BOSTON (CBS) – If you sit in it each day, this may not seem like news to you – our rush hours are the worst. A newly released scorecard puts Boston in the worst spot for time wasted in traffic. The hub also topped the annual list last year.
The yearly rankings by INRIX found that Boston area drivers lost an average of 164 hours each year sitting in traffic. That’s almost seven full days.READ MORE: Blizzard Warning For Potentially Historic Storm That's Likely To Bring More Than 2 Feet Of Snow
How does that measure up to other major cities? In Washington D.C. drivers lose about 155 hours a year; 138 hours in Chicago and Seattle; New Yorkers waste 133 hours in traffic each year; and 128 hours in Los Angeles, which is famous for its traffic backups.
“There’s no doubt that congestion is an issue right here in Boston,” Boston Mayor Marty Walsh wrote in response to the ranking. “Our road network is one of the oldest and densest in the country, we’re one of the only cities with a major international airport right by downtown, both our economy and population have been growing at a steady clip — and now rideshare companies and delivery-on-demand services have added a whole new layer of vehicles.”
Walsh said the traffic trouble stretches beyond the city, and is a regional issue. “We need a more comprehensive and reliable regional public transit system — as well as transit-oriented housing in the suburbs — to give more commuters a viable alternative to driving.”
He outlined a number of improvements that are underway within city limits, including exploring adaptive traffic signals, better accessibility for bike riders and MBTA buses, and intersection improvements.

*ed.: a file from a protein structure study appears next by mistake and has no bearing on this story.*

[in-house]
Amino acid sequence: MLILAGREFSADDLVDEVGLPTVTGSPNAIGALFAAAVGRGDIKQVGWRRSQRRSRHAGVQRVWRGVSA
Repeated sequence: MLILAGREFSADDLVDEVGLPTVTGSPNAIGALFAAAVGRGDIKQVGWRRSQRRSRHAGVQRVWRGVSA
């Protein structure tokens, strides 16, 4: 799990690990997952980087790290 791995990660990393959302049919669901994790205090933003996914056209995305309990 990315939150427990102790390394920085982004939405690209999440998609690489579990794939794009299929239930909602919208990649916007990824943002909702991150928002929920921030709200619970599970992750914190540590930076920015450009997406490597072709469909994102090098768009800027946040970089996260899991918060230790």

“We do have traffic no question about it and we are working at it every single day,” Walsh said.
One solution already being tested in the Seaport are adaptive traffic signals. It is software that changes the timing on the lights based on traffic to ease congestion. “It can’t just be the signals, but we also filed legislation to look at camera technology to block the box and try and change drivers behaviors,” Mayor Walsh said.READ MORE: What Is Bombogenesis? Everything You Need To Know
He’s talking about photo enforcement. The purpose is to use cameras to catch drivers who pull into intersections and get stuck there during a red light. Another term is called “blocking the box”.
Chris Dempsey is the Director of The Transportation for Massachusetts Advocacy Coalition. He says congestion pricing is also being considered. “We could have off peak discounts for driving over the Tobin Bridge or on the Pike outside of rush hour. Part of the reason it’s so bad is because we don’t provide those services,” Dempsey said.
Folks who live and work in the city say they plan their day and some cases even their living situations based on the traffic problems. “I’m basing my whole entire apartment situation on traffic, that’s how bad it is,” Christina Nardella said.
Dempsey says many other cities like Seattle and Minneapolis are adding jobs and at the same time reducing traffic congestion. “Investing in transit, giving people more options and giving people more incentives is key. And Greater Boston needs to be doing all three of these things,” Dempsey said.
The INRIX study put a dollar figure on all of those hours lost in traffic, estimating that Boston area drivers lost nearly $2,300 a year because of congested roadways.
When it came to the worst individual roads for traffic, Boston only had one in the top ten. I-93 from Boston to Braintree ranked as the seventh worst stretch of road, with an average daily delay of 13 minutes.MORE NEWS: Coronavirus In Massachusetts: Today's Developments
WBZ-TV’s Paul Burton contributed to this report.